I’ve gone casual?


So, my posts have been few and far between lately, which I apologize for.  I have at least two bopping around in my head, but I’ve not had the time to get them out yet.  This is due to the fact that I have a new job which is sucking both my energy and my time away from my blog and from the game.  For almost two years, I’ve been a homemaker.  The sudden change to working for someone is a larger one than I thought it would be!  I’ve suddenly lost all my old skills of working and then coming home to raid.  It really is a skill and I’ve completely lost it.

This blog isn’t going anywhere, as I -do- plan on playing during the expansion and I still have a large quantity of knowledge about healing I can share.  I’m just going to be more of an “armchair general” than I’m used to.  I’ll be raiding less often, playing less often and being a healing lead not at all.  (Probably the saddest part of it all…  I just cannot keep the post when I haven’t the time to do outside research like I used to.  The section deserves better than me being “half ass” when I’m even able to be there at all.)

I really have to question, though, if my new scheduling issues means that I can now be considered a “casual?”  One raid a week, if I can manage it, and little real playtime logged will be all I can manage.  Or does it take more than that?  I’ll certainly not be throwing random gems into my gear or running with a less than optimal spec.  Does that mean I’m going to be “part-time hardcore?”  Do I get to make my own label up for myself?  “Temporally challenged formally progressive armchair general” sounds rather nice…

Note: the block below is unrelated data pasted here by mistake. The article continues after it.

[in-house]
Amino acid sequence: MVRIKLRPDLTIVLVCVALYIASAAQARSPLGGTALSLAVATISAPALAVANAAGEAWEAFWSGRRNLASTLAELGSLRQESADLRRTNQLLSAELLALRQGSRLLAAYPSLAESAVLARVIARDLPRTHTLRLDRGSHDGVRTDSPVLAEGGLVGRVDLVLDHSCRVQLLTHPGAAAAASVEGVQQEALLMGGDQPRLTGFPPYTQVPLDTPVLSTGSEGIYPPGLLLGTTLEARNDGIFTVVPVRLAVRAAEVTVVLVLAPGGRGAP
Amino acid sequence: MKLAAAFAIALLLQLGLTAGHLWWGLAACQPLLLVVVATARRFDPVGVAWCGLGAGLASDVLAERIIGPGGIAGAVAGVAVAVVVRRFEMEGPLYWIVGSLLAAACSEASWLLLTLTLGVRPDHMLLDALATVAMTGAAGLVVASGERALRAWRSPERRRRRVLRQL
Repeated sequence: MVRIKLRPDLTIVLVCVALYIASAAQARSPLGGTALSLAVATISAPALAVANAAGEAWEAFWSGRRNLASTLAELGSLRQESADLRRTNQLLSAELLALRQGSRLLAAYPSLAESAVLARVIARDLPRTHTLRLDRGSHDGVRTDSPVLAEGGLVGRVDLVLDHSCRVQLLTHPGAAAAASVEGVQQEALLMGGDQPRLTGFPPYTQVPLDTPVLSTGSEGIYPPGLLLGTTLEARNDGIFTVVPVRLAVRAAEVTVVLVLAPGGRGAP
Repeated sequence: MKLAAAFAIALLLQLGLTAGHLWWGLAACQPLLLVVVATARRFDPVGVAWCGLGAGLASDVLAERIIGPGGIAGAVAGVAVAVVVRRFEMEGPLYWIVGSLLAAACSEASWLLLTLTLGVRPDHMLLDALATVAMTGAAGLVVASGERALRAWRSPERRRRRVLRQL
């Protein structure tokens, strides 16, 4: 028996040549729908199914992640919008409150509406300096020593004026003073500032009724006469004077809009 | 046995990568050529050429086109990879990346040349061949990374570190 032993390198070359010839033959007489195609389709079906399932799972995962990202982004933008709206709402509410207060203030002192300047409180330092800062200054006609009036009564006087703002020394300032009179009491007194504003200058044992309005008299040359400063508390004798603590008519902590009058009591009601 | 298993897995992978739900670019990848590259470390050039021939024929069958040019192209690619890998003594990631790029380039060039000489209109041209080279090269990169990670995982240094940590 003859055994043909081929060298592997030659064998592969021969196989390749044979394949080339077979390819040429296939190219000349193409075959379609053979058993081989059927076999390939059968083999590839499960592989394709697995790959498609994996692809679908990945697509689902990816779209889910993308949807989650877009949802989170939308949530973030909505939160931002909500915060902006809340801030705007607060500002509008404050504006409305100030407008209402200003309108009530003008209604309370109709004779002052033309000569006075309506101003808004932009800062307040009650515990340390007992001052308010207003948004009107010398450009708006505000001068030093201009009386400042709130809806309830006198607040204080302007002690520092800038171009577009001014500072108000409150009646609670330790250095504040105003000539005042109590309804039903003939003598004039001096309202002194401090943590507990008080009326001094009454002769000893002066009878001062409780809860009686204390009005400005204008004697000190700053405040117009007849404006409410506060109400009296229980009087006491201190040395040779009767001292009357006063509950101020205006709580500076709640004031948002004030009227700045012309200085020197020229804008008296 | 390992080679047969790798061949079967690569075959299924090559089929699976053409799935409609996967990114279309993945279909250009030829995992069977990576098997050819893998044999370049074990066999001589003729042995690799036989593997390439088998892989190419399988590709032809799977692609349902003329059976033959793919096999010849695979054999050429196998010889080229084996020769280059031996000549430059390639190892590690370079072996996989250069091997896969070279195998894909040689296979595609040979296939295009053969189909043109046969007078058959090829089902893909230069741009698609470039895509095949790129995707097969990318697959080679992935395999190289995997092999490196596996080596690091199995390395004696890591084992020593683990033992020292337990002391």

1. Everyone needs that moment in their life when WoW isn’t the priority. Sometimes, it isn’t the prime moment but it happens because whether any of us like to admit it real life > WoW.

    Good luck at your new job!

    Also, if you’re struggling with a gamer identity, sit and think about what a casual player means. I can assure that casual doesn’t equal stupid as in gemming stupid gems or not knowing the class/spec. Rather, or at least as I see, casual means something “I will raid if I have the time or want to” or “I would like to get on WoW, but I know I can’t tonight” and no one will hold it against you. Casual is the fun, laid-back side of raiding not the “OMFGUNOOBL2PLAY!” side.

    But more importantly, no one has to have a label.

    • I know what you’re saying, but it is hard for me to separate myself from all the times I’ve run into people playing just awful who blame it on their being “casual.” Generally it is done in the same breath as them calling me “hardcore” in an insulting tone.

      Labels and I have a long relationship, one that isn’t liable to change. LOL Too much college education in social fields, I guess. All language -is- is a fancy way of labeling the things we experience! XD

  2. A casual or hardcore approach to the game has more to do with the quality of effort we put into the game than the quantity of time. What makes awful players awful isn’t the hours logged, but what they do during that time. It’s analogous to thinking that gearscore is the same as skill.

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